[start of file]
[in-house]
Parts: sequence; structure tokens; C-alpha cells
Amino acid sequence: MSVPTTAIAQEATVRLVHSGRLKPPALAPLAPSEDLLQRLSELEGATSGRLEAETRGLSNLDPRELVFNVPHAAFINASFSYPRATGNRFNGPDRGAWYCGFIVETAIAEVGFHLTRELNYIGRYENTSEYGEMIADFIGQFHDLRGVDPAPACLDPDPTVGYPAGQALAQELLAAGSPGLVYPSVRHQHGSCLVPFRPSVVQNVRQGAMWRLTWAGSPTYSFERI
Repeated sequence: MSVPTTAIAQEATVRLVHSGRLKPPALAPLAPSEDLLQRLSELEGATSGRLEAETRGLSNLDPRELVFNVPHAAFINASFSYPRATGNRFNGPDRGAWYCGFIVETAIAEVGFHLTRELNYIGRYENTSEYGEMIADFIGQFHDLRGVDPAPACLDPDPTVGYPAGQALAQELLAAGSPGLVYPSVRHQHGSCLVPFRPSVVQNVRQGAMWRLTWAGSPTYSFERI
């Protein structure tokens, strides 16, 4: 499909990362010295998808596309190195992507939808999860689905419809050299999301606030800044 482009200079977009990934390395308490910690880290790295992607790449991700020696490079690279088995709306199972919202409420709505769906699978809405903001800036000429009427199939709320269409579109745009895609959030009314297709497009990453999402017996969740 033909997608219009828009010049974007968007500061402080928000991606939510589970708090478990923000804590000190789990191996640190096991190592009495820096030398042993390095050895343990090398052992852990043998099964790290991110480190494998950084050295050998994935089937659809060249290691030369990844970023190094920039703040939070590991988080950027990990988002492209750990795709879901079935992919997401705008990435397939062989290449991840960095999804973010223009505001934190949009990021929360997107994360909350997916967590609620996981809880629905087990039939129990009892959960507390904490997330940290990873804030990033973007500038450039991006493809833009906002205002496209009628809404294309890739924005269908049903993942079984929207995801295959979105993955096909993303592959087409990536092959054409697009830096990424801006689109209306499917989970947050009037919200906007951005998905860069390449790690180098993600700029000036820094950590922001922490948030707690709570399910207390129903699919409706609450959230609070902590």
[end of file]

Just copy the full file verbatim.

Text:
[in-house]
Parts: sequence; structure tokens; C-alpha cells
Amino acid sequence: MSVPTTAIAQEATVRLVHSGRLKPPALAPLAPSEDLLQRLSELEGATSGRLEAETRGLSNLDPRELVFNVPHAAFINASFSYPRATGNRFNGPDRGAWYCGFIVETAIAEVGFHLTRELNYIGRYENTSEYGEMIADFIGQFHDLRGVDPAPACLDPDPTVGYPAGQALAQELLAAGSPGLVYPSVRHQHGSCLVPFRPSVVQNVRQGAMWRLTWAGSPTYSFERI
Repeated sequence: MSVPTTAIAQEATVRLVHSGRLKPPALAPLAPSEDLLQRLSELEGATSGRLEAETRGLSNLDPRELVFNVPHAAFINASFSYPRATGNRFNGPDRGAWYCGFIVETAIAEVGFHLTRELNYIGRYENTSEYGEMIADFIGQFHDLRGVDPAPACLDPDPTVGYPAGQALAQELLAAGSPGLVYPSVRHQHGSCLVPFRPSVVQNVRQGAMWRLTWAGSPTYSFERI
């Protein structure tokens, strides 16, 4: 499909990362010295998808596309190195992507939808999860689905419809050299999301606030800044 482009200079977009990934390395308490910690880290790295992607790449991700020696490079690279088995709306199972919202409420709505769906699978809405903001800036000429009427199939709320269409579109745009895609959030009314297709497009990453999402017996969740 033909997608219009828009010049974007968007500061402080928000991606939510589970708090478990923000804590000190789990191996640190096991190592009495820096030398042993390095050895343990090398052992852990043998099964790290991110480190494998950084050295050998994935089937659809060249290691030369990844970023190094920039703040939070590991988080950027990990988002492209750990795709879901079935992919997401705008990435397939062989290449991840960095999804973010223009505001934190949009990021929360997107994360909350997916967590609620996981809880629905087990039939129990009892959960507390904490997330940290990873804030990033973007500038450039991006493809833009906002205002496209009628809404294309890739924005269908049903993942079984929207995801295959979105993955096909993303592959087409990536092959054409697009830096990424801006689109209306499917989970947050009037919200906007951005998905860069390449790690180098993600700029000036820094950590922001922490948030707690709570399910207390129903699919409706609450959230609070902590």